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Ajeet Singh Raina
Ajeet Singh Raina

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How to Fix "Pods stuck in Terminating status" Error

Kubernetes, a powerful container orchestration platform, has revolutionized the deployment and management of containerized applications. However, as with any technology, it comes with its own set of challenges. One common issue that Kubernetes administrators encounter is pods getting stuck in the "Terminating" status. In this blog post, we'll explore the causes of this problem and provide step-by-step solutions to get your pods unstuck and your cluster back on track.

Understanding the Terminating Status

In Kubernetes, pods enter the "Terminating" status when they are being shut down, either due to scaling down a deployment or updating a pod's configuration. While this process is usually smooth and automatic, sometimes pods can get stuck in this state, preventing new pods from being created and potentially causing disruptions to your applications.

Common Causes of Stuck Pods

Unresponsive Applications

If an application within a pod does not respond to the termination signal, Kubernetes may be unable to gracefully shut down the pod.

Pod Dependencies

Pods with interdependencies may get stuck if one pod relies on another, which prevents them from terminating simultaneously.

Network or Storage Issues

If the pod has network or storage operations pending, it might not shut down properly.


Kubernetes uses finalizers to clean up resources before a pod is deleted. If a finalizer is stuck, it can block the pod's termination.

Step-by-Step Solutions

Solution 1: Graceful Termination of Applications

Identify the problematic pod using

kubectl get pods

Check the pod's logs using

kubectl logs <pod-name>

to understand if the application is responding to termination signals.

If the application isn't shutting down gracefully, you can update its configuration to handle termination signals properly. Alternatively, you can force terminate the pod using

kubectl delete pod <pod-name> --force

Solution 2: Handling Dependencies

If your pods have interdependencies, consider updating your application to handle temporary unavailability of dependent services.

Use Kubernetes readiness and liveness probes to ensure that your application is ready to accept traffic and respond appropriately.

Solution 3: Network and Storage Considerations:

Check if the pod has any active network connections or pending storage operations. Address these issues to allow the pod to shut down gracefully.

Update your application's code to handle network or storage-related issues, ensuring that resources are released upon termination.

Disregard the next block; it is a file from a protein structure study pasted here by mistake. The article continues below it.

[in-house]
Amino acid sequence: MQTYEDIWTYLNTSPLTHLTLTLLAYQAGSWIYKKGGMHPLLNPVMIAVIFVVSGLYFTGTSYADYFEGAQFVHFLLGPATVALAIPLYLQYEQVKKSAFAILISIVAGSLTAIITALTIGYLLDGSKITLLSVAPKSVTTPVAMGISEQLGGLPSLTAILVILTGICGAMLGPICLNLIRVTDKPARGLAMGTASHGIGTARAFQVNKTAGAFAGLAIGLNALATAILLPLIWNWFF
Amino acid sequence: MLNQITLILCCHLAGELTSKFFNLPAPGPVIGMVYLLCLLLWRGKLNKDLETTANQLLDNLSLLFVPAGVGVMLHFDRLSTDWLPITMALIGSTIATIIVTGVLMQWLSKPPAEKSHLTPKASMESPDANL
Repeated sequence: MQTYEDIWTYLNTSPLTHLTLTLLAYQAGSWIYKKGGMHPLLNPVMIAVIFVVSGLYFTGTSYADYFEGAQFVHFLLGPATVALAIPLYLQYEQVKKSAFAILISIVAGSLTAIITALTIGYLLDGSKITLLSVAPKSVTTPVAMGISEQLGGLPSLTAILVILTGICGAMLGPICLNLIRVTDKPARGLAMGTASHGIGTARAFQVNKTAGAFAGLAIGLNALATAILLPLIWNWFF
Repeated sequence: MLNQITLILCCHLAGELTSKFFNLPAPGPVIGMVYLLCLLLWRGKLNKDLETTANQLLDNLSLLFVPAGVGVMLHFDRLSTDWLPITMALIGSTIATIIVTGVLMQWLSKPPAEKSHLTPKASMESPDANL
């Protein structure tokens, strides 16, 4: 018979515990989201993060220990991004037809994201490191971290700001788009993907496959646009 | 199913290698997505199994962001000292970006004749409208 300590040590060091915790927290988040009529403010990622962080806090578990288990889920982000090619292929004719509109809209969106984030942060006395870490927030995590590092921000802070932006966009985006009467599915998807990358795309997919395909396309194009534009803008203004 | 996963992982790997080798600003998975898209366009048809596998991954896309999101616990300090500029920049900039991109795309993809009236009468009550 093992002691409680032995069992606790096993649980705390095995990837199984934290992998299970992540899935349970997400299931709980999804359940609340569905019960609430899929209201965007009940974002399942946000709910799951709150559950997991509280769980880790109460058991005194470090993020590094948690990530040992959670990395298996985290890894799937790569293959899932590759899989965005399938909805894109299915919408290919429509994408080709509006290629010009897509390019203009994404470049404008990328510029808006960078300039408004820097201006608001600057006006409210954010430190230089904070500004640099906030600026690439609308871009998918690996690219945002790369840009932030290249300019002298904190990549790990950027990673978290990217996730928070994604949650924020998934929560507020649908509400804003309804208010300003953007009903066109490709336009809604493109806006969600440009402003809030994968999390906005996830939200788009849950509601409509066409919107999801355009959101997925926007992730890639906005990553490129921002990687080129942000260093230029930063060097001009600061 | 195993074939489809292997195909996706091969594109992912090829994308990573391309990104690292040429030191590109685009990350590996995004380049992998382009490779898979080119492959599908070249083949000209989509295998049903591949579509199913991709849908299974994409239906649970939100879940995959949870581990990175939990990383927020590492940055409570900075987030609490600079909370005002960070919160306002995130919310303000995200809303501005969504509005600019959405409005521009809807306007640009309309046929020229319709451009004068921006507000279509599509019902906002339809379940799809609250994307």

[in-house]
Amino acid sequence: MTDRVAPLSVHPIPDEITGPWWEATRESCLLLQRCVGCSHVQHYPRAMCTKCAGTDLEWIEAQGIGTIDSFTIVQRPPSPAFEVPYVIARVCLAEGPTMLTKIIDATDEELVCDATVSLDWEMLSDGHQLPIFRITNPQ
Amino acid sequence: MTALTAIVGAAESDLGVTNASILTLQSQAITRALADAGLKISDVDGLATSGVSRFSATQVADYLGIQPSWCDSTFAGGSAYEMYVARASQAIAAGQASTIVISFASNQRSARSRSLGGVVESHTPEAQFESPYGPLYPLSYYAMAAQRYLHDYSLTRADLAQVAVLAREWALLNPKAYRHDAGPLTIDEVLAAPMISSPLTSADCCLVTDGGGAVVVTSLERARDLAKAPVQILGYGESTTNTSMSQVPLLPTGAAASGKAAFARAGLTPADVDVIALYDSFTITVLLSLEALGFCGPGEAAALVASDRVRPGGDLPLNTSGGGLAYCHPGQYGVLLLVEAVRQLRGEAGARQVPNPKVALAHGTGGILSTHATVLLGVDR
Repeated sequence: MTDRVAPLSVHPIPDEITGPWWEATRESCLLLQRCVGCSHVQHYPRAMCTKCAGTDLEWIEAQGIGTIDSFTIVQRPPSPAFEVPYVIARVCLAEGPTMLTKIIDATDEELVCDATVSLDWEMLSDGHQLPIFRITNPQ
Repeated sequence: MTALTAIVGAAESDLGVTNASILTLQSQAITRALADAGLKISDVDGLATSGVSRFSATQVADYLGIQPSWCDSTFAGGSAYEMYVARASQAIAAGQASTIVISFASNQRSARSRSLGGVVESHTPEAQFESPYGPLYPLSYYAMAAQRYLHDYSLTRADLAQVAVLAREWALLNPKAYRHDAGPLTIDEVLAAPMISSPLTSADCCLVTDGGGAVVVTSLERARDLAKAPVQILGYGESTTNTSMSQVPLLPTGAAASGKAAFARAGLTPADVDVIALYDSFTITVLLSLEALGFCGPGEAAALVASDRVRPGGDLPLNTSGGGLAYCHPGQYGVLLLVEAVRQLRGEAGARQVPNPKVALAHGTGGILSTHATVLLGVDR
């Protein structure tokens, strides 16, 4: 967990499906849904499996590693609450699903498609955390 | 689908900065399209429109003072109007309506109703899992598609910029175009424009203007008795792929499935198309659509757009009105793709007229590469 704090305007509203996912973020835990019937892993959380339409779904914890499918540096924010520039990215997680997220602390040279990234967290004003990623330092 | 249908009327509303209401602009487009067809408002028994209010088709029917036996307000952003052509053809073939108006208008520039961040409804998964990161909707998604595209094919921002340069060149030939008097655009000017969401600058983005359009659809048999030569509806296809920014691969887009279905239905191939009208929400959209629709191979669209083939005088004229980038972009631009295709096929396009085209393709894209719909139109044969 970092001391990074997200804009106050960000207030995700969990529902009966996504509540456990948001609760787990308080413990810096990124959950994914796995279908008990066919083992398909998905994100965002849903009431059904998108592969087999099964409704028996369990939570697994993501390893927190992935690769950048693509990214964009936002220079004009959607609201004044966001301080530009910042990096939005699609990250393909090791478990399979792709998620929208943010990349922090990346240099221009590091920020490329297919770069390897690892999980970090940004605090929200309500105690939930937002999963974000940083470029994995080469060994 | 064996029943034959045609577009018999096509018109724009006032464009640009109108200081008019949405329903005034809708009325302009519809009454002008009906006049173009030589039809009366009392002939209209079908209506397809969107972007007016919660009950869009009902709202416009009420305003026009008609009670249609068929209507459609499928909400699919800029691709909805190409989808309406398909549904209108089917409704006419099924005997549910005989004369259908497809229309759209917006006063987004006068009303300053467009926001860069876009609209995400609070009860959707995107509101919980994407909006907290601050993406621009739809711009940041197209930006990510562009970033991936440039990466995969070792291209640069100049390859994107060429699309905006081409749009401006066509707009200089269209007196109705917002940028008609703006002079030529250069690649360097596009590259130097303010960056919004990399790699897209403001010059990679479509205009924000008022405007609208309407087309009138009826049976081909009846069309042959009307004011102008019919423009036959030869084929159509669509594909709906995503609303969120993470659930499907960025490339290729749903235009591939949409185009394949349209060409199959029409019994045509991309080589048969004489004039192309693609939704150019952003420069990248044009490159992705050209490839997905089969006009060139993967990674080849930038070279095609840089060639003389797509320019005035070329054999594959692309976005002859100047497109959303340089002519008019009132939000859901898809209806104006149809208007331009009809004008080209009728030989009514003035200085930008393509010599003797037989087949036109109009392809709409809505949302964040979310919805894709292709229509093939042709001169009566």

Solution 4: Handling Finalizers

If the pod is stuck due to a finalizer, you can manually remove the finalizer using

kubectl edit pod <pod-name>


Locate the finalizers section and remove the problematic finalizer. Save and exit the editor.

The pod should now terminate normally.

In case the '--force' option fail to work and you still see the pod, try the below command:

kubectl -n redis patch pod <pod> -p '{"metadata":{"finalizers":null}}'
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Also, delete the finalizers block from resource (pod,deployment,ds etc...) yaml:

"finalizers": [
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Solution 5: Forcibly Deleting Stuck Pods

If none of the above solutions work, and the stuck pods are causing disruptions, you can forcibly delete them using:

kubectl delete pod <PODNAME> --grace-period=0 --force --namespace <NAMESPACE>
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You might find this command more straightforward:

for p in $(kubectl get pods | grep Terminating | awk '{print $1}'); do kubectl delete pod $p --grace-period=0 --force;done
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It will delete all pods in Terminating status in default namespace.

This is not recommended unless absolutely necessary, as it can lead to data loss or corruption.

Also, the following script might also help.

kubectl get pods --all-namespaces | grep Terminating | while read line; do
  pod_name=$(echo $line | awk '{print $2}' ) \
  name_space=$(echo $line | awk '{print $1}' ); \
  kubectl delete pods $pod_name -n $name_space --grace-period=0 --force
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Preventive Measures

  • Graceful Shutdown Handling: Always ensure that your application code handles termination signals gracefully. This will help prevent pods from getting stuck during the shutdown process.

  • Readiness and Liveness Probes: Implement readiness and liveness probes to ensure your application is responsive and ready to handle traffic. This will help avoid situations where pods become unresponsive during termination.

  • Dependency Management: If your application relies on other services, design it to handle temporary unavailability and reconnections.

  • Resource Management: Monitor your pods and their resource utilization. Address any network or storage-related issues to ensure smooth termination.


Stuck pods in the "Terminating" status can be a frustrating challenge to address, but with the right troubleshooting techniques, you can quickly diagnose and fix the issue. By understanding the common causes and following the step-by-step solutions provided in this guide, you'll be able to keep your Kubernetes cluster healthy and ensure the seamless operation of your containerized applications. Remember that preventative measures, such as handling termination signals gracefully and implementing readiness/liveness probes, can significantly reduce the likelihood of encountering this issue in the first place. With these best practices in mind, you can navigate the complexities of Kubernetes with confidence.

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